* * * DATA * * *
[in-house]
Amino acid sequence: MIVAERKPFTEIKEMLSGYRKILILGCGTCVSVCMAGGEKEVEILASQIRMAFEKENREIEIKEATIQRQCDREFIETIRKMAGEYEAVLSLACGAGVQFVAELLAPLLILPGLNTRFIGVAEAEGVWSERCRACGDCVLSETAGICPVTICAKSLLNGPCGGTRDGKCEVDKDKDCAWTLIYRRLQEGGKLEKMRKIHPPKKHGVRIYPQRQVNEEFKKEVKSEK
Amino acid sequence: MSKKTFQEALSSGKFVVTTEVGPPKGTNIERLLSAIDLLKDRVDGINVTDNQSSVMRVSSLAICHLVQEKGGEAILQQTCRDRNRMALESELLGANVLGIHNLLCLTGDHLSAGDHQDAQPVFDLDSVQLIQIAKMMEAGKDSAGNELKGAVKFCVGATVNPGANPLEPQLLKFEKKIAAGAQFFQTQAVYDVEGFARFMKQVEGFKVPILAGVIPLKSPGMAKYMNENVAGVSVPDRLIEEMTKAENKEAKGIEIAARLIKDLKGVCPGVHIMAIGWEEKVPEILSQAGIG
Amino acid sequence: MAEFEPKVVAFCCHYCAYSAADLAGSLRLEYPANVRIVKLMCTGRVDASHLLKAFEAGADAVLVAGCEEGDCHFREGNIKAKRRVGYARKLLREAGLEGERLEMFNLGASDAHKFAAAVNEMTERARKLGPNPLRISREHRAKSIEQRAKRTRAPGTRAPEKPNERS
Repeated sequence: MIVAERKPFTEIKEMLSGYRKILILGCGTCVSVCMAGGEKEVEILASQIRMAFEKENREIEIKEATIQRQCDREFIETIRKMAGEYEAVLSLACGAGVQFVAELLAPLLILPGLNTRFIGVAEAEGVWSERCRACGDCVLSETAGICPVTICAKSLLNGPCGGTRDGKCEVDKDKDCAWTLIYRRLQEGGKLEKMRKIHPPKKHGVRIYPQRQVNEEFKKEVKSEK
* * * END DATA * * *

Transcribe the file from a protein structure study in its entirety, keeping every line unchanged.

[in-house]
Amino acid sequence: MIVAERKPFTEIKEMLSGYRKILILGCGTCVSVCMAGGEKEVEILASQIRMAFEKENREIEIKEATIQRQCDREFIETIRKMAGEYEAVLSLACGAGVQFVAELLAPLLILPGLNTRFIGVAEAEGVWSERCRACGDCVLSETAGICPVTICAKSLLNGPCGGTRDGKCEVDKDKDCAWTLIYRRLQEGGKLEKMRKIHPPKKHGVRIYPQRQVNEEFKKEVKSEK
Amino acid sequence: MSKKTFQEALSSGKFVVTTEVGPPKGTNIERLLSAIDLLKDRVDGINVTDNQSSVMRVSSLAICHLVQEKGGEAILQQTCRDRNRMALESELLGANVLGIHNLLCLTGDHLSAGDHQDAQPVFDLDSVQLIQIAKMMEAGKDSAGNELKGAVKFCVGATVNPGANPLEPQLLKFEKKIAAGAQFFQTQAVYDVEGFARFMKQVEGFKVPILAGVIPLKSPGMAKYMNENVAGVSVPDRLIEEMTKAENKEAKGIEIAARLIKDLKGVCPGVHIMAIGWEEKVPEILSQAGIG
Amino acid sequence: MAEFEPKVVAFCCHYCAYSAADLAGSLRLEYPANVRIVKLMCTGRVDASHLLKAFEAGADAVLVAGCEEGDCHFREGNIKAKRRVGYARKLLREAGLEGERLEMFNLGASDAHKFAAAVNEMTERARKLGPNPLRISREHRAKSIEQRAKRTRAPGTRAPEKPNERS
Repeated sequence: MIVAERKPFTEIKEMLSGYRKILILGCGTCVSVCMAGGEKEVEILASQIRMAFEKENREIEIKEATIQRQCDREFIETIRKMAGEYEAVLSLACGAGVQFVAELLAPLLILPGLNTRFIGVAEAEGVWSERCRACGDCVLSETAGICPVTICAKSLLNGPCGGTRDGKCEVDKDKDCAWTLIYRRLQEGGKLEKMRKIHPPKKHGVRIYPQRQVNEEFKKEVKSEK